A contraceptive pill shortage is causing major disruption for many people, including an Auckland woman who has suffered from severe side-effects as a result.
The 22-year-old, who didn't want to be named, said she has a history of problems with contraceptive pills and only recently found one that worked for her called Norimin. However, her happiness was short-lived when she went to refill her prescription only to be told there was a shortage of Norimin and was instead given a replacement pill.
"I went to get a repeat script of that and the pharmacist, as she was handing it to me, said 'We are out of stock of [Norimin) so here's something pretty much the same'," she told Newshub.
The shortage is affecting around 25,000 Kiwis and four contraceptive pills: Brevinor, Brevinor 1/28, Norimin and Necon.
In October, Pharmac apologised to the thousands of people who would be forced to change pills because supplies of some pill brands were about to run out.
And unfortunately due to "a mixture of problems" the pharmaceutical company Pfizer says the pills are not expected to be back in stock until mid-February 2021.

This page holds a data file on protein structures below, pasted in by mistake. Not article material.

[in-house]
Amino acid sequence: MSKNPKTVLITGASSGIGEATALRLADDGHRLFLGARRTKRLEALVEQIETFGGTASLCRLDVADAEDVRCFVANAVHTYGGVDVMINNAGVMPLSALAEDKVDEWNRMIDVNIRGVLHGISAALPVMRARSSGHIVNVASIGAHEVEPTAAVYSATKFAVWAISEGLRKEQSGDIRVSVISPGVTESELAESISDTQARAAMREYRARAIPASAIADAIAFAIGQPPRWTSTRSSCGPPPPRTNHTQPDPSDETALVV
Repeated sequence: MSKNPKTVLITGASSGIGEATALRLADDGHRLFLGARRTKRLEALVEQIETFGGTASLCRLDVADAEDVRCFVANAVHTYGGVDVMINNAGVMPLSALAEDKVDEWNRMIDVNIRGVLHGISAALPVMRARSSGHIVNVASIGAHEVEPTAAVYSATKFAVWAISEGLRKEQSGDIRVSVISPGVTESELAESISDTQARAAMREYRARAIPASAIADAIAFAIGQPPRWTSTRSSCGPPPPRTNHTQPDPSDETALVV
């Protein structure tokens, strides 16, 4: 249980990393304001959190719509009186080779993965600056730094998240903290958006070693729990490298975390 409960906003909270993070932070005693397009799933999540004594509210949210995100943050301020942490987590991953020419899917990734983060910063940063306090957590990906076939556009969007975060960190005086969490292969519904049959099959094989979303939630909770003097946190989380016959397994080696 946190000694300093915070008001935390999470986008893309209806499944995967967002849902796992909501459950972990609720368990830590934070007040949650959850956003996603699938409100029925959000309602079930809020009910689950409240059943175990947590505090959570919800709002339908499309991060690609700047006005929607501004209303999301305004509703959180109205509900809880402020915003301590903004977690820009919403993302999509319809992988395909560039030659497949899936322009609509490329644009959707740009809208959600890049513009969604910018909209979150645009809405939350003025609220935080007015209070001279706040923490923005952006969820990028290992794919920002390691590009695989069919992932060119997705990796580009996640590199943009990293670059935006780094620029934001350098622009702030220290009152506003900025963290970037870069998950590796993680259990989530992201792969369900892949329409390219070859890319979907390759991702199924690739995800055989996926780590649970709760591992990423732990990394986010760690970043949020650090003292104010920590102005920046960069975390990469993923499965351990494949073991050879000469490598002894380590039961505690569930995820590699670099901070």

Unfortunately, she wasn't told that her new pill had a much stronger dose of hormones and spent weeks battling severe side-effects.
The side-effects were not new to her having struggled with issues from previous pills. She said that her doctor was well aware of her issues with high levels of hormones so assumed her pharmacist wouldn't have given her a pill with a high dose.
"I found it hard to navigate my work life and stay professional. The smallest problems would stress me out and overwhelm me, small criticisms would really upset me - I'm usually logical and don't take these things too seriously, and can easily brush it off and move on, but having to stay professional with these extra hormones was really hard."
"I would wake up feeling down and my whole day would stay that way, not every day, but a lot of days. I found myself doing a lot less in my personal life, staying home if I could, cancelling plans to stay home by myself, just feeling in general very overwhelmed and exhausted by everything."
She said the extreme emotions were overwhelming and coupled with terrible headaches which would last all day and couldn't be taken away with painkillers.
"I felt like I was a teenager again with uncontrollable emotions. I would feel anxious for no reason at times throughout the day, or something would stress me out so much that I couldn't move on from it or focus on any other tasks I needed to do."
"To my friends and family I was very irritable and snappy - I would have terrible mood swings, and a lack of motivation to do anything. It wasn't me, not how I usually am at all."
After weeks of suffering from severe side-effects but brushing them off, she knew something was wrong and decided to go to her doctor.
"I went to the doctors to check it because I thought it might just be me. It's hard to tell with these things whether it's you or the pill."